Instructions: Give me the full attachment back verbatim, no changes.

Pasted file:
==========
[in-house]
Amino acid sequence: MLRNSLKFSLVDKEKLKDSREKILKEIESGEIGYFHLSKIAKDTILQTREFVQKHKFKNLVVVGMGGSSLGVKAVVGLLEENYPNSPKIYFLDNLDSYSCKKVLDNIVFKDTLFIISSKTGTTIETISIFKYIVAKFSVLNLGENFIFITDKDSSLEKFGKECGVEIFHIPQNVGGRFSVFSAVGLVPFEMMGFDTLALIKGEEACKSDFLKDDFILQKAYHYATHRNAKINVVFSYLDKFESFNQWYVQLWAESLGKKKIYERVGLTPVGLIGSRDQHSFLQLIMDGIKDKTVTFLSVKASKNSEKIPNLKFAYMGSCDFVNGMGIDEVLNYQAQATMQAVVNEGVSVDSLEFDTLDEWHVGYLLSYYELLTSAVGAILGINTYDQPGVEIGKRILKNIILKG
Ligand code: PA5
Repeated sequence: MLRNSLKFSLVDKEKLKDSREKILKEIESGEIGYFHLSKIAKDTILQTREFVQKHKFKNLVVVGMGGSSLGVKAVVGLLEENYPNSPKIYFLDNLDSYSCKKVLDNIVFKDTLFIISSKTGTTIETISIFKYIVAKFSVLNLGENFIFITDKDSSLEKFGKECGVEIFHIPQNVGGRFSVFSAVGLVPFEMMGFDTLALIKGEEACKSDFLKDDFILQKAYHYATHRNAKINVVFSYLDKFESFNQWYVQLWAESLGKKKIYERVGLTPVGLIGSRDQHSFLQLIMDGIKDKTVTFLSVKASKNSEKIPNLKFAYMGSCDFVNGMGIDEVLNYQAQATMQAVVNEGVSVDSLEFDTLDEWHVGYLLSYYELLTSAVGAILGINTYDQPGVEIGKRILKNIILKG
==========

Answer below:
[in-house]
Amino acid sequence: MLRNSLKFSLVDKEKLKDSREKILKEIESGEIGYFHLSKIAKDTILQTREFVQKHKFKNLVVVGMGGSSLGVKAVVGLLEENYPNSPKIYFLDNLDSYSCKKVLDNIVFKDTLFIISSKTGTTIETISIFKYIVAKFSVLNLGENFIFITDKDSSLEKFGKECGVEIFHIPQNVGGRFSVFSAVGLVPFEMMGFDTLALIKGEEACKSDFLKDDFILQKAYHYATHRNAKINVVFSYLDKFESFNQWYVQLWAESLGKKKIYERVGLTPVGLIGSRDQHSFLQLIMDGIKDKTVTFLSVKASKNSEKIPNLKFAYMGSCDFVNGMGIDEVLNYQAQATMQAVVNEGVSVDSLEFDTLDEWHVGYLLSYYELLTSAVGAILGINTYDQPGVEIGKRILKNIILKG
Ligand code: PA5
Repeated sequence: MLRNSLKFSLVDKEKLKDSREKILKEIESGEIGYFHLSKIAKDTILQTREFVQKHKFKNLVVVGMGGSSLGVKAVVGLLEENYPNSPKIYFLDNLDSYSCKKVLDNIVFKDTLFIISSKTGTTIETISIFKYIVAKFSVLNLGENFIFITDKDSSLEKFGKECGVEIFHIPQNVGGRFSVFSAVGLVPFEMMGFDTLALIKGEEACKSDFLKDDFILQKAYHYATHRNAKINVVFSYLDKFESFNQWYVQLWAESLGKKKIYERVGLTPVGLIGSRDQHSFLQLIMDGIKDKTVTFLSVKASKNSEKIPNLKFAYMGSCDFVNGMGIDEVLNYQAQATMQAVVNEGVSVDSLEFDTLDEWHVGYLLSYYELLTSAVGAILGINTYDQPGVEIGKRILKNIILKG